Twenty years after a politically charged Olympic showdown, Lithuania and Russia meet with the subplot that dominated that matchup largely a historic footnote.
Wednesday's contest that evokes memories of the 1992 game between Lithuania and the Unified Team has the Lithuanians focused on reaching a sixth consecutive Olympic semifinal, and Group B Russia winner trying to make some history of its own.
With a 76-63 victory over winless Tunisia on Monday, Lithuania punched its ticket to the quarterfinal by finishing fourth in Group A at 2-3. Reaching the knockout round was a good first step, but Lithuania has a bigger goal in mind as it tries to maintain its streak of reaching every Olympic semifinal round since its team reformed in 1992.
Led by Arvydas Sabonis and Sarunas Marciulionis, the Lithuanian team defeated the Unified Team 82-78 on Aug. 8, 1992, for the bronze medal in Barcelona. The victory came just two years after Lithuania declared its independence from the Soviet Union.
"I think more politics were involved in the past," Lithuania coach Kestutis Kemzura told FIBA's official website. "Actually we are on good terms with the players and the coaching staff. We are not feeling like it's direct and personal."
Russia coach David Blatt also wants to keep the personal feelings aside as he faces his former assistant with Dynamo Saint Petersburg and Benetton Treviso.
"I'm not even going to look at Kemzura until after the game," Blatt said.
While Lithuania tries to recapture the effort from a 99-94 loss to the gold-medal favorite United States on Saturday, Russia enters the quarterfinal after posting a 4-1 record in group play. Blatt's team, though, is coming off an 82-80 loss to Australia on Monday, falling when Patty Mills hit a 3-pointer as time ran out.
"I didn't think we played particularly well," Blatt said. "I think we suffered a bit from the fact that the game was without significance (due to clinching the top spot with a 77-74 victory over Spain on Saturday). We tried, we wanted to play hard and I think we did that. We weren't really, really sharp but I think it's natural."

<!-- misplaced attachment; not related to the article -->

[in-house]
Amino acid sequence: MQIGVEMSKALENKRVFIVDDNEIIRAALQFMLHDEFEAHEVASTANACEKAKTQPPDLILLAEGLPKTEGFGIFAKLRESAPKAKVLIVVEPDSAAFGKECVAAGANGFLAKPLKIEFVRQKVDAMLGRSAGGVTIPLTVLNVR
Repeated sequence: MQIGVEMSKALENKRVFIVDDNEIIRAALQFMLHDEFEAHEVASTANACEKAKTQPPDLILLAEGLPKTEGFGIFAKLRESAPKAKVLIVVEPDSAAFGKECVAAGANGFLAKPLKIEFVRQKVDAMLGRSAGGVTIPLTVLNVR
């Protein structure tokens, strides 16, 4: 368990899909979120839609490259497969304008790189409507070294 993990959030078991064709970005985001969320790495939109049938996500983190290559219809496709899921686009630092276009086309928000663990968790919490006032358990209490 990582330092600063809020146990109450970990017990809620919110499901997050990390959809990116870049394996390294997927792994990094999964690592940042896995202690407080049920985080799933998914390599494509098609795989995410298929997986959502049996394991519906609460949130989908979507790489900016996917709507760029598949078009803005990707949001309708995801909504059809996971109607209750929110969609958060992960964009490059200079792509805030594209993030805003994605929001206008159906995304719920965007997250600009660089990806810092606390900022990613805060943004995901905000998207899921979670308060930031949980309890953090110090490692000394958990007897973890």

Russia will likely come out with a bit more urgency as it hasn't finished better than eighth in Olympic play since the breakup of the Soviet Union in 1991.
Lithuania won bronze in 1996 and 2000 before taking fourth in Athens and Beijing.
The Russians' hopes of reaching the medal stand likely depend on the play of Andrei Kirilenko and the backcourt duo of Aleksey Shved and Vitaliy Fridzon.
Kirilenko is scoring a team-best 18.2 points with 6.2 rebounds, Shved has averaged 5.4 assists and Fridzon has been a fourth-quarter standout, hitting the winning 3-pointer in a 75-74 victory over Brazil on Thursday and the clinching free throws versus Spain.
"We need to come up with a good game plan because we know they have a very balanced team," said Lithuania forward Linas Kleiza, the team leader with 15.8 points and 6.2 boards per game.
These teams met in Beijing, with Lithuania winning 86-79 on Aug. 14, 2008, in group play.